Eighty years ago, the famously inventive Henry Ford had a problem. He was losing market share to upstart rivals like General Motors and their newfangled cars with electric starters and heating systems, lacking in his Model T that had ruled the industry for nearly 20 years. His answer was the Model A, over four million of which were sold during the model’s brief lifespan from 1928 to 1931. Among those four million was the one bought by Ed Barnett’s father, one of Hendersonville’s scores of proud owners in the early 1930s, and thus was born an attraction that’s lasted ever since. “Model A Fords have been my hobby for the past 55 years,” Ed was saying the other day. “Don’t hunt, fish, or play golf but I do like to work on the Model A Ford.”
Ed, at 79, is the last surviving founder of the Western Carolinas Model A Ford Club, which he created back in 1962 with two other Hendersonville natives, Alton Conner and Coy Corn, along with Matt Burry of Greenville and Knox Beddingfield of Tuxedo. “We got together because we had a common interest in the Model A, and we decided to form a chapter of the Model A Ford Club of America,” Ed recalls. “The club is looking forward to celebrating our 50th anniversary next year.”
The club’s 70 families include members from Greenville, Asheville, and Brevard. Ed himself was born and raised in Hendersonville, graduating from Hendersonville High School in 1948, working at the old Boyd’s Gulf Service Station and Shipps Texaco at the corner of Fifth and Church Streets before serving in the Korean War, and then spending the next 36 years with General Electric, retiring 19 years ago. “Ed’s kind of Henry Ford reincarnated,” says Robert Edens, the WCMAFC’s current president. “He’s a real source of information for club members, since he was working on Model A’s even before the club came together.”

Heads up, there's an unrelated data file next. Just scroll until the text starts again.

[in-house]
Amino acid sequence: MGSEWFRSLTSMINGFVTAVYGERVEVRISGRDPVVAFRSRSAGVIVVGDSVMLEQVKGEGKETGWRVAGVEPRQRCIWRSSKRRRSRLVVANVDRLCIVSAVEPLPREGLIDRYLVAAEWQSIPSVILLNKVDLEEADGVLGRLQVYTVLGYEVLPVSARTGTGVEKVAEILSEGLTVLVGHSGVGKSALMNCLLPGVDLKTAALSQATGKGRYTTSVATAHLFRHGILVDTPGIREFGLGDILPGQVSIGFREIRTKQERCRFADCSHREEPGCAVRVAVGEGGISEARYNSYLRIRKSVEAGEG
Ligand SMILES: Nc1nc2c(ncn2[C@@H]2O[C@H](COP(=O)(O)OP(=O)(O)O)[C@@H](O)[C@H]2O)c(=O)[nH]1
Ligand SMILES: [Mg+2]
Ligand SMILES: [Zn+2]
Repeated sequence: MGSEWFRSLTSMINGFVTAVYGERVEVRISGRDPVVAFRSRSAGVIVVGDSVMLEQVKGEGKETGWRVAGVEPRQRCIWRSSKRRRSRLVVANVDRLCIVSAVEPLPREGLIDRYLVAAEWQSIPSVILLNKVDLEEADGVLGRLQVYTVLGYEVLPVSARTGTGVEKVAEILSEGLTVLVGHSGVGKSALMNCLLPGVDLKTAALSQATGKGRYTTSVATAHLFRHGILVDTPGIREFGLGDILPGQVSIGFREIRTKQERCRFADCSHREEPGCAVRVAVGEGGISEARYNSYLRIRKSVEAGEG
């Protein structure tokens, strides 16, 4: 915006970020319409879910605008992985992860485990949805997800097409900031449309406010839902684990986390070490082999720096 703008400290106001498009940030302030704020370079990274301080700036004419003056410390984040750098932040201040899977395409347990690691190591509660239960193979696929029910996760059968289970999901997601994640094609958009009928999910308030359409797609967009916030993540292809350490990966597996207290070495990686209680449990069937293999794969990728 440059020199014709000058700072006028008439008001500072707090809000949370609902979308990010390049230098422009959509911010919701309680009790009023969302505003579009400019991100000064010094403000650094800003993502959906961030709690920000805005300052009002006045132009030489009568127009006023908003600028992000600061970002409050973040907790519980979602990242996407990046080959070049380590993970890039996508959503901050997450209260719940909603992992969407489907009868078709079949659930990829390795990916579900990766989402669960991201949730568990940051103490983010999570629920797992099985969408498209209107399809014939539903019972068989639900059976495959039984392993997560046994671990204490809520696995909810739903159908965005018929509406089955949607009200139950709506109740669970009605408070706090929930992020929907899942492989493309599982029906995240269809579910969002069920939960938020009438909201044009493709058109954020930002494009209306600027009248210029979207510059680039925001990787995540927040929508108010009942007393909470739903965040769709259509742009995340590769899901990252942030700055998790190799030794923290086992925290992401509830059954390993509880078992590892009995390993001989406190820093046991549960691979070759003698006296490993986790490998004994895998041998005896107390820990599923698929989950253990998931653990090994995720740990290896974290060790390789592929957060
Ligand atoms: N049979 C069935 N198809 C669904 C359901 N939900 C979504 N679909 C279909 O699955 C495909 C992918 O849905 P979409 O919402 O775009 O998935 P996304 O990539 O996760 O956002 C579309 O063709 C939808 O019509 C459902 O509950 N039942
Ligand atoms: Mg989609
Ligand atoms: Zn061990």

The Model A was actually designed by Henry Ford’s son Edsel, and brought Ford owners their first set of standardized clutch and brake pedals and gearshift. The fuel tank was placed just behind the engine compartment, fortunately on the other side of a firewall, with gasoline fed to the carburetor by gravity, allowing the car to reach a top speed of 65 miles an hour. It was the first American-made car to have safety glass in the windshield, and came in an unusually wide variety of styles, unlike the Model T. Buyers could choose between a standard coupe, a roadster, a convertible, or a town car, among other models. Even more radical, buyers had a choice of four colors, none of them black.
It’s amazing that so many of these cars are still on the road, 80 years later,” Robert says. “You don’t see many Chevrolets or Buicks that have lasted that long.”
So sturdy is the Model A that club members routinely drive them for hundreds of miles to meets. Ed himself has driven his Model A three times to its birthplace in Dearborn, Michigan, not to mention meets in Louisville, Nashville, Virginia Beach and Jacksonville, Florida. Several club members just returned from a tour in their Model A’s that took them to Nashville and south to the Gulf of Mexico before returning home. Famous among Model A buffs is the 22,000-mile journey Hector Quevedo took in 1992 from his native Chile to Dearborn, Michigan, during which the car suffered nothing more serious than a flat tire. “We enjoy touring in our Model A’s,” Ed says. “And the guys participate in technical meetings where we help each other out working on our cars. I’ve restored 12 Model A’s with the help of owners.” Some of Ed’s restoration work have brought national first place awards.
Despite being the club’s oldest and longest-serving member, Ed has no intentions of retiring anytime soon. “Model A’s have a lot of common with Ed,” says Robert Edens. “They’re simple, they last, and they run good.”
Visit the website of the Model A Ford Club of America at www.mafca.com.